Plants, Stone, California Landscapes


Archive for December, 2008

Summer Deciduous

ribes malvaceumRibes malvaceum

Summer deciduous can be a hard concept to bring into the garden. It makes perfect sense–plants go dormant during the dry summers and leaf out again during the temperate, wet winters–but it takes a fair bit of confidence to keep reassuring your clients that the plant is healthy when other plants in their garden and virtually all of the plants in their neighbors’ gardens are using summer as their time to shine. 

This Ribes malvaceum is full of brand new leaves several days after the winter solstice. Planted as a five gallon in June, the ribes sat there with tired, raggedy-looking leaves and dormant leaf buds all summer and fall, and as soon as the rains came, it put out these beautiful big green leaves and even a few token blooms. It might be in leaf a bit early because this is its first year and it’s getting regular irrigation, but it’s clearly not on the same schedule as a lot of the more traditional deciduous shrubs and trees; for instance, the Japanese maples in that same garden are just losing the last of their leaves. This Ribes has its most beautiful foliage at the same time as other plants have abandoned theirs.

ryan 12/26


calendula & geranium "bill walls"

We try pretty hard for year-round bloom to keep our beneficial insects happy, but I doubt they’re very impressed with our offering on the first day of winter. Geranium “Bill Walls,” this calendula, and Linaria pururea are the only ones in full bloom. Everything else is young or only able to muster a token bloom. Of interest probably only to me, the bloom list is below:


Meep! Meep!

cotoneaster topiary cotoneaster roadrunner

The best topiary in our neighborhood. Goofy, brilliant, makes me smile.

— Note — Anita claims the roadrunner says Beep Beep, I claim Meep Meep. According to someone on Metafilter, the voice of the roadrunner, Chuck Jones, spelled it ‘Beep-Beep,” but pronounced it ‘Meep-Meep.”

Calandrinia Spectabilis



These calandrinias sure are happy. This spot used to have bamboo in the ground, so before planting, we dug out the soil to a depth of two feet. Whenever we turnover or dig soil, we also add compost (turning soil increases the oxygen in the soil which in turn increases the population of bacterial microbes; you need to provide additional food to sustain the boom of bacterial life or else the population will go bust and leave you with worse soil than before you started), so these calandrinias are growing in two feet of loose, ammended soil, slightly raised to provide good drainage, full coastal sun, pretty much their ideal conditions. They’ve pretty much exploded, tripling in size in three months and blooming by their second or third week in the ground.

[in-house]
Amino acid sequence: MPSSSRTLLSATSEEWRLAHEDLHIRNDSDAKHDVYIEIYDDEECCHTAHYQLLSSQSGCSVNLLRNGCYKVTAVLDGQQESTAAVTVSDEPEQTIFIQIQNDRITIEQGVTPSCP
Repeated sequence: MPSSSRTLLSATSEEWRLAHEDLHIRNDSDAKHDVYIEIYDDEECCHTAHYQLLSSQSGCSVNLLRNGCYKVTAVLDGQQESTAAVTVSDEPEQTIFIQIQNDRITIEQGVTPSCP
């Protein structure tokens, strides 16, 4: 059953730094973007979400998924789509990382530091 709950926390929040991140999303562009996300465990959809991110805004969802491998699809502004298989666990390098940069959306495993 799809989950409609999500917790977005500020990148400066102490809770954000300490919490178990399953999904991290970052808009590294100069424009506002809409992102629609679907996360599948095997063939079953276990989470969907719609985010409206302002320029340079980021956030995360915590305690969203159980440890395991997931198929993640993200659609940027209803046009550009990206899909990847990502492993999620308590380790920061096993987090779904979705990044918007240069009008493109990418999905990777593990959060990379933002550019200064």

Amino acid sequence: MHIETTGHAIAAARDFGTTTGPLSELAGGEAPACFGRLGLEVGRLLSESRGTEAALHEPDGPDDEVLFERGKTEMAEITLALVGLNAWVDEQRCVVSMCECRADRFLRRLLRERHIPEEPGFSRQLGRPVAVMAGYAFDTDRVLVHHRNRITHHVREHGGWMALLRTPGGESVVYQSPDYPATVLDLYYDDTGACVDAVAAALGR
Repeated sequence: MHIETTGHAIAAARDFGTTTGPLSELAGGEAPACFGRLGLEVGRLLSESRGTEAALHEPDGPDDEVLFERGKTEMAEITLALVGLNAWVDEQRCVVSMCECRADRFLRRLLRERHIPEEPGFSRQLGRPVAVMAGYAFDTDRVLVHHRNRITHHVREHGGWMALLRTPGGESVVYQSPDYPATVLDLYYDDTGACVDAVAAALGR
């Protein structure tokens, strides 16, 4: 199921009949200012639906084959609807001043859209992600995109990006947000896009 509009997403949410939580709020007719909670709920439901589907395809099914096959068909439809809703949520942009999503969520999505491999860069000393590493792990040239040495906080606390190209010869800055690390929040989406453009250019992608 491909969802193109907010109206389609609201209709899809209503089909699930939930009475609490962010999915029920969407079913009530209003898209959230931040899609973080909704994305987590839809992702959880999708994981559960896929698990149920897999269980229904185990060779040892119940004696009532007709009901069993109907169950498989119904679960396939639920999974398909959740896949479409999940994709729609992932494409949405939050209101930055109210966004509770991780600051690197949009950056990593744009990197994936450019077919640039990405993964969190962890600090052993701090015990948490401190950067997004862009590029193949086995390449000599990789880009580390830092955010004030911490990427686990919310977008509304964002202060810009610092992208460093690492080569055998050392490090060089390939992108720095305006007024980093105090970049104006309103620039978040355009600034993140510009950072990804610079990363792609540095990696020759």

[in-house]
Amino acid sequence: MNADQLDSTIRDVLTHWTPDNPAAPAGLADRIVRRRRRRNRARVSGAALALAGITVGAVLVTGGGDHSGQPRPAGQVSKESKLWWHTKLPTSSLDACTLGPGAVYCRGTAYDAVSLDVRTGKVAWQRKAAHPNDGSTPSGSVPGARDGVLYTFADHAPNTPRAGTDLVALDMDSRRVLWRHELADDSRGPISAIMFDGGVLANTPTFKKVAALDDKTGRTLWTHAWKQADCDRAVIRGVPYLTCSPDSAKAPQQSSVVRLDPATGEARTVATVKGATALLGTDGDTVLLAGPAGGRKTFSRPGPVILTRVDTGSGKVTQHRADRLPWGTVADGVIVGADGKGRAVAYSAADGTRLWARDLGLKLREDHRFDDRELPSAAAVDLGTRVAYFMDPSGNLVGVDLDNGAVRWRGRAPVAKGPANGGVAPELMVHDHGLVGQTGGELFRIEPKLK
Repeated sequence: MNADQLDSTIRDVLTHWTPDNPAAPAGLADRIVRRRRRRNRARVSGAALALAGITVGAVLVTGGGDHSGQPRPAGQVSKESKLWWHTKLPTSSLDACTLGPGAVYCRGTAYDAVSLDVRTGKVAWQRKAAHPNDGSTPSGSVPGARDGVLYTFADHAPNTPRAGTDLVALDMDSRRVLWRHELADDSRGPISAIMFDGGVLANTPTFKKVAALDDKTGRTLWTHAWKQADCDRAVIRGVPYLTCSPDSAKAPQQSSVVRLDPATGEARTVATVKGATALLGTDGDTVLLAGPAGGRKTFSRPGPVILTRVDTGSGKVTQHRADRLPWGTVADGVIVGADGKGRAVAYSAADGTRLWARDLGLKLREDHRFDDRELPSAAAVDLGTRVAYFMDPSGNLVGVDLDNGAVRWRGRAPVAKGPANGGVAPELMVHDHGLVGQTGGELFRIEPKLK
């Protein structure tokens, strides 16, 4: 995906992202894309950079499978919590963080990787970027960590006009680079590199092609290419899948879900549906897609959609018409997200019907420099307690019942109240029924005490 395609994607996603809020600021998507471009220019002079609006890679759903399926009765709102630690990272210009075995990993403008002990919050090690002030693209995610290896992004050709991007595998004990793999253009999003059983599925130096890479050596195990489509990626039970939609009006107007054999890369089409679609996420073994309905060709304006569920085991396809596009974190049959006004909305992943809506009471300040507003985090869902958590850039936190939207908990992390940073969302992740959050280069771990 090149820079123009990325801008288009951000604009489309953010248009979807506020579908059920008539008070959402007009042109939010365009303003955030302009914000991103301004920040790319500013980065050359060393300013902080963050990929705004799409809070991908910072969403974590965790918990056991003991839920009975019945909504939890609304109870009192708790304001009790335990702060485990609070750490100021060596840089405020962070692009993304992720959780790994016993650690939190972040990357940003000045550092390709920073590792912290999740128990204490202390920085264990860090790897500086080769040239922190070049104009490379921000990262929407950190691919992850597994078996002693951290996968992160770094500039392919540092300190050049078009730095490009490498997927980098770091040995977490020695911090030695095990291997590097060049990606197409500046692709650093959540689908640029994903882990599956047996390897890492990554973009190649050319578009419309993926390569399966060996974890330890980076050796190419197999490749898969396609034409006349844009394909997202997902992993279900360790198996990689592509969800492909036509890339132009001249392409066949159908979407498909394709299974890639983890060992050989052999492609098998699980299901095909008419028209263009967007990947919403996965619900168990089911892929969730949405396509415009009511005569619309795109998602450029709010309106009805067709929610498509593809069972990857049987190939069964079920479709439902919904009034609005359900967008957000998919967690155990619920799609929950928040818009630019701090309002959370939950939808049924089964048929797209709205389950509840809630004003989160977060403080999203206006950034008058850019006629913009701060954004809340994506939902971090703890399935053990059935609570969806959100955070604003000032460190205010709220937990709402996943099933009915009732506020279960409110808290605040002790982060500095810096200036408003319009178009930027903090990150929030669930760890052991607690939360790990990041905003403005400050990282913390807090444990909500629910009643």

We usually plant them in less optimal conditions where they grow well but much more cautiously. The photo shows their leggy bloom habit. They seem to look best if you can raise them a foot or two so the blooms are stretching up to just below eye level. They will bloom most or all of the winter in Berkeley and Richmond.

The aloe in the lower corner was a dark red when we planted it, but the good soil and (I’m guessing) generous hand-watering by the homeowner has turned it blue-green. Below are a couple of shots of Calandrinia in my neighbor’s garden. (more…)

Feral Grape

wild grape  wild grape

This is the front yard of a house where I used to live. One of my roommates at the time did this little native planting; I’m still friends with the owner and occasionally help out with the maintenance, which this time of year means dealing with the Wild Grape. “Wild” doesn’t really begin to describe how this plant behaves; feral seems a little more accurate, maybe a little more pejorative. It’s not really the right plant for a space this size that rarely gets any maintenance, but my friend seems to enjoy watching it go crazy, and the plants do manage to cope. The Manzanitas sit tight, the Heucheras go dormant, the Gauras get scale, and the Ceanothus “Dark Star” is actually trying to bloom. The saddest part is that I felt obliged to cut it back before it could do its show of fall color.

Specimen Trees as Art

tree #8

Tree #8 by Myoung Ho Lee

If you ever wondered about the term ‘specimen tree,’ this is it. The photo is done as art, but it might as well be for a class on garden design. This is the affect you want when you plant a Japanese Maple.

The photo is from an art exhibition called “TREE,” by Korean artist Myoung Ho Lee. There is a slideshow at Lens Culture and an interview at The Morning News. He uses a cherry picker, out of sight behind everything, to hang a giant canvas, and he has some big ideas when he does it — “seeing trees in a refreshing way or restoring the value of trees is to awaken all beings on earth in my work.” It’s probably best not to quibble with anyone who aims to awaken all beings on earth and who creates images this cool in the process.

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